To investigate the association between leisure-time physical activity (LTPA) and low back pain (LBP) in adults from primary care settings, and to explore how sedentary behavior influences this association.
Summary of Background Data.
LTPA is inversely associated with LBP. However, there is no study investigating this association in primary care settings from a middle-income country. Moreover, the influence of sedentary behavior in this association is unknown.
Cross-sectional analysis of an ongoing longitudinal study with adults from Bauru, Brazil (n = 557). Data on physical activity, sedentary behavior (sitting time), LBP, body mass index (BMI), and chronic diseases were assessed by face-to-face interviews, physical evaluation, and medical records. Binary logistic regression was used to test the association of LTPA with the presence of LBP. Sociodemographic, behavioral, and health variables were used as covariables in the multivariable models.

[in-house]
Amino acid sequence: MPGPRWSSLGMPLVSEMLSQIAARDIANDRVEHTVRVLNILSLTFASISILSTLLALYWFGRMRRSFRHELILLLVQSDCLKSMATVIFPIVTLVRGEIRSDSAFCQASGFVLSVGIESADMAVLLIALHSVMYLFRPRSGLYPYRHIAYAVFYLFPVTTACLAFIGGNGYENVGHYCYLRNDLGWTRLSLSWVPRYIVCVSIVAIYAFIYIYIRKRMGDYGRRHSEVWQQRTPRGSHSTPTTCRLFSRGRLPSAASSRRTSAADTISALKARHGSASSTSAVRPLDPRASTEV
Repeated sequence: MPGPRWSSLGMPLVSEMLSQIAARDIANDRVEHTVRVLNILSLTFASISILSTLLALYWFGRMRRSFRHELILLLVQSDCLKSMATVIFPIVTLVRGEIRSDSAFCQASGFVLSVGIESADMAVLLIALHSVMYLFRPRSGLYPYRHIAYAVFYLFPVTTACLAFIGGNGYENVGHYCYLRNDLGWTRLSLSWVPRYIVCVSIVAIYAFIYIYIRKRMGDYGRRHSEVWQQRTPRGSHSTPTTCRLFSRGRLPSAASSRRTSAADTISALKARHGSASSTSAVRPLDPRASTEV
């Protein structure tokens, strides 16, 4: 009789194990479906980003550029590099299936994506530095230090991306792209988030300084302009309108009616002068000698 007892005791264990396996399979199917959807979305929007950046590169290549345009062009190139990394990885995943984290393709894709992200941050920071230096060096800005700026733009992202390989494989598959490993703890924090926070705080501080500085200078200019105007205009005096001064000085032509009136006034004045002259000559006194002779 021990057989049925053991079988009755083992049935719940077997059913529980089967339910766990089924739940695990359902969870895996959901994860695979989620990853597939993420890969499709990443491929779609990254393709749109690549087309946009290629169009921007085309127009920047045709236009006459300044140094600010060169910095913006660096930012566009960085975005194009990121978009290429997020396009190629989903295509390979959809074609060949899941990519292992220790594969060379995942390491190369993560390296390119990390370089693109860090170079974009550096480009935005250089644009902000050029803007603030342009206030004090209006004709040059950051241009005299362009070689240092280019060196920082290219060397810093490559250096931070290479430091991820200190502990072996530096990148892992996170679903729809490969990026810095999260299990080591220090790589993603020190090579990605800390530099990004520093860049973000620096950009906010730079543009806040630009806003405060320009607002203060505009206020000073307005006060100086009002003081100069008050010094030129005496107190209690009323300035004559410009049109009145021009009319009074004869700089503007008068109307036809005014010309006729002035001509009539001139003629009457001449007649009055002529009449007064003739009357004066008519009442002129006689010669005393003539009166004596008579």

The fully adjusted model showed that active participants were 33% less likely to have LBP when compared with those insufficiently active (odds ratios [OR]: 0.67 [95% CI: 0.46–0.98]). A significant association was found for active participants who spent less than 3 h/day sitting (OR: 0.45 [95% CI: 0.23–0.89]) but not for those who spent 3 h/day or more in sedentary activities (OR: 0.78 [95% CI: 0.48–1.27]). An inverse association of LTPA with LBP was observed in obese participants (OR = 0.49 [95% CI: 0.25–0.94]), but not in those with normal BMI and overweight.
LTPA was inversely associated with the prevalence of LBP in adults from primary care. This association was influenced by sedentary behavior and BMI.
Level of Evidence: 4